Egyptian story writing

I’ve always been fascinated by ancient Egypt and I loved researching my fifth Spartapuss book – Cleocatra’s Kushion

There are some great possibilities for story writing set in ancient Egypt – you’ve got pyramids and mummies, Pharaohs and battles, crocodiles on the Nile and the Book of the Dead. And that’s just for starters! If you want to write your own Egyptian Age story, the ‘flash writing’ story maker on this page will speed you through the planning part and help you get going. (Teachers: see the instructions below the story maker for tips on how to use it in class).  If you’d like to write a story about the Vikings, the Romans or the Stone Age – click on one of the historical periods in the right hand navigation.

When I’m not writing books I lead history workshops for primary and secondary schools In the past I have run workshops for Shakespeare’s Birthplace Trust and the Young Archaeologists society. I sometimes also visit international schools with Author’s Abroad. Teaching about the Egyptians through creative writing is great fun and I’m amazed at what the pupils can come up with when they write their own stories.

Email or call me on 0844 884 1742 if you’d like to discuss prices and availability.

For my free .pdf ‘7 Tips for teaching story writing’ email with ‘Tips’ in the subject line.

If you’re not familiar with Spartapuss it’s set in a world ruled by cats! There are two series: The Olympuss Games is suitable for children aged 6-8 years old. There are three books in the series: Son of Spartapuss, Eye of the Cyclaw and Maze of the Minopaw.  Anyone over 9 years old (including grown ups) might prefer the original Spartapuss series – and Cleocatra’s Kushion is the fifth of the series (but you can read them in any order). If you want to find out more, check out my profile on’s author profile page

Write a story about Ancient Egypt


The thinking behind this writing frame: ‘Planners’ and ‘Jumpers’

I’ve noticed that there are two types of young writer:

• ‘Planners’ who love to map out their whole story in detail.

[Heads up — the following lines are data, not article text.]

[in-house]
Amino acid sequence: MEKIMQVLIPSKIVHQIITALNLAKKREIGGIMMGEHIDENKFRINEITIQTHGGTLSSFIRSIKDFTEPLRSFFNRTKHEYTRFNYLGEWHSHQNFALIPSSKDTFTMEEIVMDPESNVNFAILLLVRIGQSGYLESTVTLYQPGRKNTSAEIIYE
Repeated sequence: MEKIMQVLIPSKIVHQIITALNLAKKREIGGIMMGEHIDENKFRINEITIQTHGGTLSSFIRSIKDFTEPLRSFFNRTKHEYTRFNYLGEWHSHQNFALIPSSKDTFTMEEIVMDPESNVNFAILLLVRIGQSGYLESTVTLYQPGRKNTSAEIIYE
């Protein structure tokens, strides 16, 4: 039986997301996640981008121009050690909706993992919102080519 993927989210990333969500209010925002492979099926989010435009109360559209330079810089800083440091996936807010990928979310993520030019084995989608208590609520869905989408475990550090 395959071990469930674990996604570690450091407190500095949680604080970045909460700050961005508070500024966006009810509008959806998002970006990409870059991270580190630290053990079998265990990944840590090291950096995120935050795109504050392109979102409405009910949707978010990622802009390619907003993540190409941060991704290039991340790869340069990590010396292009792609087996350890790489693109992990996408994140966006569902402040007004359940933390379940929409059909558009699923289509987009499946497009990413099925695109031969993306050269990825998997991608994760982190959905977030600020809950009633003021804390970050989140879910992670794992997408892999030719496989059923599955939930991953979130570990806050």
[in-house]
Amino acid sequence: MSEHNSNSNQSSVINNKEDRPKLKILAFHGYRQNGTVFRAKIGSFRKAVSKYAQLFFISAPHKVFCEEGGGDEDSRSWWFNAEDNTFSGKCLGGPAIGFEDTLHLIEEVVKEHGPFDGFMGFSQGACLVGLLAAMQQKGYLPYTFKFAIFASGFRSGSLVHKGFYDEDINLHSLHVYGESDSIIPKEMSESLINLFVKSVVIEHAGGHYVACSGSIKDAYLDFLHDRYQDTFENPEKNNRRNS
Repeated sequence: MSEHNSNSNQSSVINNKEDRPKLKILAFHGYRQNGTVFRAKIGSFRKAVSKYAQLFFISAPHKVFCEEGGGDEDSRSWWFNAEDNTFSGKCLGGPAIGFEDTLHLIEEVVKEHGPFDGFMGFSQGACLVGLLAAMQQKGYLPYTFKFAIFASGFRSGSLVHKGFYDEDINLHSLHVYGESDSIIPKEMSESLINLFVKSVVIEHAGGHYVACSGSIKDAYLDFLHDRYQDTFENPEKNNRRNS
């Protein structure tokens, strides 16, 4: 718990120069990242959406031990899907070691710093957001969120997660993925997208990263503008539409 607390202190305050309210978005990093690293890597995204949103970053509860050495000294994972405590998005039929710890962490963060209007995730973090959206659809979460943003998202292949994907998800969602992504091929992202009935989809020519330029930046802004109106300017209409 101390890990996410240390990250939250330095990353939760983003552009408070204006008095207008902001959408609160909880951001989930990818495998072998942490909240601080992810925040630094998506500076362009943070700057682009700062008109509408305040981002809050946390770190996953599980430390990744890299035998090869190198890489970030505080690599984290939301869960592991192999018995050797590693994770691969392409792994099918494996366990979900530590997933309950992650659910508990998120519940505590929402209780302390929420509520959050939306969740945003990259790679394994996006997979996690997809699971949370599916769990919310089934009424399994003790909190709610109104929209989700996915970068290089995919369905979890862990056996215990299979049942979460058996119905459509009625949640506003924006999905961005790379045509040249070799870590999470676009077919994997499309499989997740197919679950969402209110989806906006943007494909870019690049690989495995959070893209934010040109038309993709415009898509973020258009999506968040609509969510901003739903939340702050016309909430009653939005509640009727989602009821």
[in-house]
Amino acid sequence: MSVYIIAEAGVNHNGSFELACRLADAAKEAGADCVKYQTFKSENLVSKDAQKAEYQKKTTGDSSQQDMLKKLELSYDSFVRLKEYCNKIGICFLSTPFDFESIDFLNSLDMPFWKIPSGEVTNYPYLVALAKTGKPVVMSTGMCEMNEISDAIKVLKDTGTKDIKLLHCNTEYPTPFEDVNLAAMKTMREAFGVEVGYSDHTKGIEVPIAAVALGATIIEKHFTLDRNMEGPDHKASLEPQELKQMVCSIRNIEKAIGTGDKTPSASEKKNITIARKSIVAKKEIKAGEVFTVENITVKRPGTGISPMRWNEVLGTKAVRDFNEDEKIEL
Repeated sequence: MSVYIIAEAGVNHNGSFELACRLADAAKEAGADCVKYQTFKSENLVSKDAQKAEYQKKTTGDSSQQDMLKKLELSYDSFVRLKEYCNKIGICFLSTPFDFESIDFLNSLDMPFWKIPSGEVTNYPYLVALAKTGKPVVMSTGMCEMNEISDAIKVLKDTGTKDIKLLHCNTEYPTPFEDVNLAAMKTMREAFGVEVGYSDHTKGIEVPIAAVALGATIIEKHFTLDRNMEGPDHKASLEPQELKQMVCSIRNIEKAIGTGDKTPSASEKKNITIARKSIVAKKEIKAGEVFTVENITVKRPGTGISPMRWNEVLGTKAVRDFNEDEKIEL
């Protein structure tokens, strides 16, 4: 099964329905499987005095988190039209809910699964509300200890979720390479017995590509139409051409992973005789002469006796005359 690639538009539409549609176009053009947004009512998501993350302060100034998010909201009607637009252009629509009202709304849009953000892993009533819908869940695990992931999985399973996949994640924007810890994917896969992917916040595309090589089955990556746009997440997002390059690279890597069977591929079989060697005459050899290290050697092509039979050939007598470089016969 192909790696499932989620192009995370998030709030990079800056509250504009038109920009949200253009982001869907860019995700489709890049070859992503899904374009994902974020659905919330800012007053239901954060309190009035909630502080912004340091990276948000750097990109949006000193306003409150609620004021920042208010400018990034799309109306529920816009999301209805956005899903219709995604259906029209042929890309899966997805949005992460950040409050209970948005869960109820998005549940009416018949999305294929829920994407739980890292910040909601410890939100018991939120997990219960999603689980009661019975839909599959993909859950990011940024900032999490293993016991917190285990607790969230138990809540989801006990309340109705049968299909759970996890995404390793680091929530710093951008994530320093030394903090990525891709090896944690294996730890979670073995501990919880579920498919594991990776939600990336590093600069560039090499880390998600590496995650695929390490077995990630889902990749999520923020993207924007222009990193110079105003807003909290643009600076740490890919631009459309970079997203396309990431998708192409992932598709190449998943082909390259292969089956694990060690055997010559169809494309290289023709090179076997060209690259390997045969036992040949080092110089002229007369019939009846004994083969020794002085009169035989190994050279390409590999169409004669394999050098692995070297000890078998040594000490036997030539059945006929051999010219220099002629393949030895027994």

• ‘Jumpers’ who hate extended planning and feel the need to get going ASAP.
• Techniques like the ‘story mountain’ are ideal for ‘planners’ but they leave other children struggling to focus.

The solution: ‘Flash’ stories
To get everyone off to a good start, I have developed ‘flash’ stories. Armed with a simple framework (like the one above), you can move swiftly through the planning and get their ideas flowing onto paper.
I often do one example first on the board as a ‘demo’ getting them to vote on options.
1. Put the class into pairs. Give them the writing frame to each pair. Get them to pick one option each.
2. Tell them to write from the most exciting part of the story.
3. Tell them to write the story one sentence each. (Make sure you give them one sheet of A4 between two writers.)

After 5-10 minutes of planning you’ll get everyone writing (in pairs). Within an hour the class should be ready to share out their stories.

P.S. Seven Tips for Story Writing

If you like this approach, there are a lot of ways you can develop it and use it in class. You can introduce or practice new vocab or structures, practice dialogue or even use two flash stories (a few weeks apart) to assess their progress. Flash stories are also ideal for assisted learning (where the adult takes the part of one pair). For my free .pdf ‘7 Tips for teaching story writing’ please email with ‘Tips’ in the subject line or call 0845 838 5526 to discuss a workshop.

Feedback on my assemblies and workshops

Robin’s “Spartapuss” assembly was a fantastic combination of Roman facts, story telling and knockabout comedy, that, whilst entertaining the whole school, also cunningly prepared the ground for their own Roman story writing. It’s great to see that children have really been motivated to write for themselves and to read his books. ” Richard Smith, Deputy Head Trafalgar Junior School (April, 2011)

‘Robin has worked very hard giving us a lot of value for money on creating the workshops and on the behind the scenes thinking to bring the project to a head. Robin has been both creative and reliable and has thought through every step of the project. He is professional in all he does and works very well with children and adults alike.’
Dr Elizabeth Dollimore, Shakespeare’s Birthplace Trust, Stratford-Upon-Avon.

Cleocatra's Kushion

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